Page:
I spent a lot of time around the K Records campground this year as I tracked Karl Blau’s new and rather active band Lovers Without Borders. K Records has scaled down operations from their days as a premier dispensary of northwestern homemade rock and folk music. Even in those halcyon times, they primarily ran according to what was affordable to their customers. They were a cassette- and cd-heavy catalogue, they thrived on face-to-face relationships, even if there were a bunch of post offices between those faces. But along with the rest of the music publishing world, they hiccupped about in the initial swamp of digital music consumption and entitlements. Maybe they missed out on some benefits of waves of vinyl resurgence. But K seems to upping their output a little thanks to the same medium that interrupted them in the first place—the mp3. K’s mp3s are really cheap. The 38-song catalogue-spanning reissue of early Portland punks the Neo Boys goes for only $9.99. Most LPs are around $7.99, many are less. That’s what helped me make the decision to buy two Kendl Winter albums based on cover art and ten seconds of listening. The cover art in question was for her 2012 album The Mechanics of Hovering Flight, but here I’ll be reviewing 2013’s It Can Be Done.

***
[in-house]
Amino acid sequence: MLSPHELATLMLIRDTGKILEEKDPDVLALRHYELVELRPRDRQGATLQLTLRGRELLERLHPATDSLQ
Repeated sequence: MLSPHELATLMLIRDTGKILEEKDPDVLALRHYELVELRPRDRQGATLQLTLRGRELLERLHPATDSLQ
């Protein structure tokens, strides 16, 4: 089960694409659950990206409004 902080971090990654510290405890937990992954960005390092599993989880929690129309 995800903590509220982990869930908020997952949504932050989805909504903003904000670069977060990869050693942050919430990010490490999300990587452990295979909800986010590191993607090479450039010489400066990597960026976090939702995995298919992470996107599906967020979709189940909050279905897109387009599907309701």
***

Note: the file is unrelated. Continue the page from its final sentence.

Kendl Winter is a banjo player, singer, and songwriter from Arkansas and who’s now probably living around Olympa WA if she’s working with K Recs. I don’t know shit about drums or engineering, but the drums here sound like that awesome compressed-snare-type-thing that goes on in Joy Division, which is amazing to hear on a folk record in the midst of its zeitgeistular use in dance music. Her writing ranges from riffy folk traditionalism to stunningly specific new stories—similar to the range you would find on a Josh Small album, say. The former end of her spectrum is highlighted by “Rosie,” the album’s catchiest track, and the latter by “Centrifugal Forces,” which manages to successfully rhyme the titular phrase with “magical horses.” It also features a verse of fine new utterance:Who knew it would be so hard to do your laundry in Berlin? / I don’t know how to make change / Or get soap from the machine / I don’t know how to make change I’m not a banjo specialist, but this album hits my pleasure centers as hard as any of my other favorites: Derroll Adams, Karen Dalton, Josh Small, Glenn Jones, Franz Nicolay writes a good banjo song, Bow Thayer. It Can Be Done gets a huge Essential Listening endorsement because it’s an easy album to want to revisit. I’m serious about “Rosie”—it’s so fucking good and catchy. And please join me in furthering my knowledge of contemporary lady banjoistas by checking out the inaugural Banjo Babes calendar and mixed-tape, featuring Kendl Winter as Ms. October.